An editorial in the People’s Daily Chinese state mouthpiece said efforts to prevent monopoly and anti-competitive practices were “requirements for improving the socialist market economy system and promoting high-quality development.
#china #capitalism

✭ Saudi rights activist Loujain al-Hathloul sentenced to almost six years in jail | World news | The Guardian
Although human rights campaigners will say she should never have been detained for so long without charge, the prospect of serving only a further three months in jail will help defuse a potentially damaging early confrontation with the Biden administration that would have occurred if she had been locked up for a further 20 years, as seemed possible at one point

✭ If you want to travel next year, you may need a vaccine passport - CNN
 companies and technology groups have begun developing smartphone apps or systems for individuals to upload details of their Covid-19 tests and vaccinations, creating digital credentials that could be shown in order to enter concert venues, stadiums, movie theaters, offices, or even countries.
#technology #COVID-19

✭ Wuhan citizen journalist jailed for four years in China's Christmas crackdown | World news | The Guardian
“The slew of detentions of those who speak out will only further impede the flow of information about the situation in China,” Human Rights Watch researcher Yaqiu Wang said. “Governments around the world should press Beijing to release wrongfully detained journalists and activists immediately.”

24 October, 2020

Websites and energy

post by Kev Quirk led to some research on how to reduce the digital impact of websites and turned up the links below.

My Hubzilla page got a very poor rating. I will at least try to optimize images better. The only pluses are that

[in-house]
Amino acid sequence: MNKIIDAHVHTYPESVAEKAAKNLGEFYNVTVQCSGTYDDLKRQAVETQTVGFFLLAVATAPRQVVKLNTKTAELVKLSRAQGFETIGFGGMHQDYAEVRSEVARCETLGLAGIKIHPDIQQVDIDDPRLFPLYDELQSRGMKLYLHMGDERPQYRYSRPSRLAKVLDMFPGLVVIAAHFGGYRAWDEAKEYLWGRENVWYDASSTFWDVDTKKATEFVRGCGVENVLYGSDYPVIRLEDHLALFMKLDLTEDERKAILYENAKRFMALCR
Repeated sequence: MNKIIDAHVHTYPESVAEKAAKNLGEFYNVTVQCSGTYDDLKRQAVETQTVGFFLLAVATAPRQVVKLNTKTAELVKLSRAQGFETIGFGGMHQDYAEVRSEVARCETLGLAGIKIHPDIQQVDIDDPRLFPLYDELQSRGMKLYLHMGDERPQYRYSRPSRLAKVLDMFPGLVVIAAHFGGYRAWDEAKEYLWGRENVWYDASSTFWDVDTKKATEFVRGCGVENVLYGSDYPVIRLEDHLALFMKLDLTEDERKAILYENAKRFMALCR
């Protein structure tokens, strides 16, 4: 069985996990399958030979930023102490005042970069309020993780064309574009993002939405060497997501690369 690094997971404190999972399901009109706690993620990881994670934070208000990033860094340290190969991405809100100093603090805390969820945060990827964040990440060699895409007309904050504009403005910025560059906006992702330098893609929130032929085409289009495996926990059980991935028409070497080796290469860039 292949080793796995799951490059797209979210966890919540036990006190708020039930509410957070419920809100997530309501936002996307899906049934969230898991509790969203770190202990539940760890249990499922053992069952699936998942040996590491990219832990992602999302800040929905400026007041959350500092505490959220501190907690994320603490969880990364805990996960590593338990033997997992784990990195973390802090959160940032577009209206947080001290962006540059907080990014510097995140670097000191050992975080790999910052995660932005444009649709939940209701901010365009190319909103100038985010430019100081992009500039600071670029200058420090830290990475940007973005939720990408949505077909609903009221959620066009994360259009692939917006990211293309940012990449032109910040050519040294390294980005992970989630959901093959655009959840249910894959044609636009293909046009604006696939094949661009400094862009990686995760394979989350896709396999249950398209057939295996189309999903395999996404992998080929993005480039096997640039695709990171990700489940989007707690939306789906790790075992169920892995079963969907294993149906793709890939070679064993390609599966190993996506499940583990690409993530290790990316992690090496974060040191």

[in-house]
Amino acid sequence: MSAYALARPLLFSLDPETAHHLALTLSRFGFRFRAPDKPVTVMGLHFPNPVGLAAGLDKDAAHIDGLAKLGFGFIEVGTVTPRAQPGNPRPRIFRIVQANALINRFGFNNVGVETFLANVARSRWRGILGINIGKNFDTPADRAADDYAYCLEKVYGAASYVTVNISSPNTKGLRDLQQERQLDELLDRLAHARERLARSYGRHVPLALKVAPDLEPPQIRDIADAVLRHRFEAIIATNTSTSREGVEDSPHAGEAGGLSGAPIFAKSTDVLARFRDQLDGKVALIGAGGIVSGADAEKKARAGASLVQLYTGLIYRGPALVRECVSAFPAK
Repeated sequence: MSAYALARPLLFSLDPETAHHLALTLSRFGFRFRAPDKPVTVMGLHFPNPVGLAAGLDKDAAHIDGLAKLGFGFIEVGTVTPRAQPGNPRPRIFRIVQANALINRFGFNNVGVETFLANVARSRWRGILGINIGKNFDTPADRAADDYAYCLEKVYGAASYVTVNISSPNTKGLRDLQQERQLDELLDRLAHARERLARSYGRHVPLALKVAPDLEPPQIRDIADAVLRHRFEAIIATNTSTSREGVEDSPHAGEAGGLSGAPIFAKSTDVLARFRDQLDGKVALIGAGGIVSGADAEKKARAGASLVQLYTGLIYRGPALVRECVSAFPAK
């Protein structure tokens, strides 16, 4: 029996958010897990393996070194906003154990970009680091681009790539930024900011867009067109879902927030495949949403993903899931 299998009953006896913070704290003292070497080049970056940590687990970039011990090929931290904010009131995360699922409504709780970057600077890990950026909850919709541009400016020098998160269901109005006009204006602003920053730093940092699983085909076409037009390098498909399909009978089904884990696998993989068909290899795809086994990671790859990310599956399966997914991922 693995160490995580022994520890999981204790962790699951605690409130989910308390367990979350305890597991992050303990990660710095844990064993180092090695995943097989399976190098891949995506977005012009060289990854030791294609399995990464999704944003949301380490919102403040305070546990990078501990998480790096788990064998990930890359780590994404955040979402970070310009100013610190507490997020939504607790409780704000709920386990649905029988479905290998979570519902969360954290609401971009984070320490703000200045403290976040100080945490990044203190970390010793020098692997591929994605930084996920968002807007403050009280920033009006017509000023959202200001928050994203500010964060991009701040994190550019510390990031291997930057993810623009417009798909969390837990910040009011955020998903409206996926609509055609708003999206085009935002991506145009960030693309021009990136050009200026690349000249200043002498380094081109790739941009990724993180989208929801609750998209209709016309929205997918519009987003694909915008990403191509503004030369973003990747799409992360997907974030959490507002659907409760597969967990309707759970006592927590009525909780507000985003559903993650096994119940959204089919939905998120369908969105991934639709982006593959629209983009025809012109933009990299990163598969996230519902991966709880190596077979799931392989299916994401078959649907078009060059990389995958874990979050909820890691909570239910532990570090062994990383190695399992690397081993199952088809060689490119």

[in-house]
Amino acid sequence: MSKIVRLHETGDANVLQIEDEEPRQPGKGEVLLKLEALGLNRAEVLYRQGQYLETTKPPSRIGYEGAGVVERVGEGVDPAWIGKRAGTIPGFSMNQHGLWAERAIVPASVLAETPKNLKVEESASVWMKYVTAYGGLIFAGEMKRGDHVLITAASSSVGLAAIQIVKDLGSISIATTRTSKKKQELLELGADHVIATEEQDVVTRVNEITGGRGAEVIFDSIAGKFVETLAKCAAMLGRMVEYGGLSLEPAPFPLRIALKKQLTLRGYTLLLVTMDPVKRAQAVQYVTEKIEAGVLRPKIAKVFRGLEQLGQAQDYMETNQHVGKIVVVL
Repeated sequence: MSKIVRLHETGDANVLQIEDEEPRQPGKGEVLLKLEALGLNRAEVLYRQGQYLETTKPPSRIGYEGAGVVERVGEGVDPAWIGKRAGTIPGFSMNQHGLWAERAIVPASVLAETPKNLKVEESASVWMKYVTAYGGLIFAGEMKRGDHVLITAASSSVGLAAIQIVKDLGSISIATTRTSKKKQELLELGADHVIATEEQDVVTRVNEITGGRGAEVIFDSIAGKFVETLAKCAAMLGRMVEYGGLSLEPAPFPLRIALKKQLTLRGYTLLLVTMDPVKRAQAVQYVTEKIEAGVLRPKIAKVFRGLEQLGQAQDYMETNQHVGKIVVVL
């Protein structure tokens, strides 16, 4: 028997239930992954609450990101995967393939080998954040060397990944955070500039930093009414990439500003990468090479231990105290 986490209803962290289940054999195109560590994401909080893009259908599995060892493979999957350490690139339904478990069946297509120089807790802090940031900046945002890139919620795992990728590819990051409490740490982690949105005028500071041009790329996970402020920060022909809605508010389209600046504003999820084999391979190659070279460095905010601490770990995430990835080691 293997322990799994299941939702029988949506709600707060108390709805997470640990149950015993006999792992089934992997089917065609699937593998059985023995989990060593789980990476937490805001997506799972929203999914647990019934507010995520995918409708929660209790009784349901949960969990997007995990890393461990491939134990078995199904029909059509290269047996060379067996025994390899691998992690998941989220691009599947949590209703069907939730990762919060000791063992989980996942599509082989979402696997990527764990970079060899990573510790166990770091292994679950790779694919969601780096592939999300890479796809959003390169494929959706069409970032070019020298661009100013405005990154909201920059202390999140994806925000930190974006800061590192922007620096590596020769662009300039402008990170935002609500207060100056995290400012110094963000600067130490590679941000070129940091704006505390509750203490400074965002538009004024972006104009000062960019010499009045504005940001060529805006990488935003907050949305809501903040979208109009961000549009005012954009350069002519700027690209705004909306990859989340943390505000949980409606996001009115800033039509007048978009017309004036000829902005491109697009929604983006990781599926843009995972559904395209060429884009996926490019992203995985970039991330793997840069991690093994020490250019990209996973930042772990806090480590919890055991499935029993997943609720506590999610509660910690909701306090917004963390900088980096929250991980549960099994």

a. It is hosted at home and does not have many visitors. My own visits are only via the local network.
b. People don't need to visit the site at all if they see the posts on the fediverse, or use a feed aggregator

 this has made me think that maybe my custom of aggregating various items throughout the day into a single post may be less effective than, in the traditional way of social media, i.e., creating a separate post for each item. When a post federates to hubzilla servers, aggregated items will usually be re-sent with each new edit, and, if the post is quite long, this will result in energy waste. If a post is edited, the edits, as far as I understand, are not re-sent to other fediverse sites.

✭ How Local Fonts Can Save The Environment - Kev Quirk
✭ The Green Web Foundation | Directory
 directory of green hosting
✭ Webwaste – A List Apart
 say a picture paints a thousand words but sometimes it’s a thousand words of crap."
✭ Website Carbon Calculator | How is your website impacting the planet?
✭ This website is killing the planet

Red spotted longhorn beetle

My son sent a photo of one of these he found on our patio. We had one also last year, which proved almost impermeable to drowning, starving or anything except bug spray. It's the red spotted longhorn beetle, Batocera rufomaculata; scary and huge. It attacks fig, mango and avocado trees in Israel/Palestine, and a few years ago decimated most of the fig trees in our village.



Saturday morning so far has been helping wife with Zoom (not that I'm better at those things than she is), and she too is just assisting by Zoom-hosting an online "day of mindfulness" of the Thich Nhat Hanh sangha, which a couple of other people are leading. The mission was to share a screen in which an audio clip would be shared together with having the lyrics appear on the screen. Of course, when the session actually started, nothing happened quite so easily as in the couple of practice sessions we did. She had to search frantically in Nautilus for the audio file, remember to un-mute her microphone, then look for the PDF with the lyrics.

Somebody else is supposed to divide them into breakout rooms and she planned to do that by making him a co-host. Zoom claims that a co-host can arrange the breakout rooms, but the button doesn't appear on his screen, meaning that he will need to be the host. Etc.

At least Zoom, to its credit, has a Linux version, though, in a previous session, I think we discovered that the Linux version was a bit behind the version for MS Windows and Mac, and thus lacking a couple of features. (It may have caught up by now.)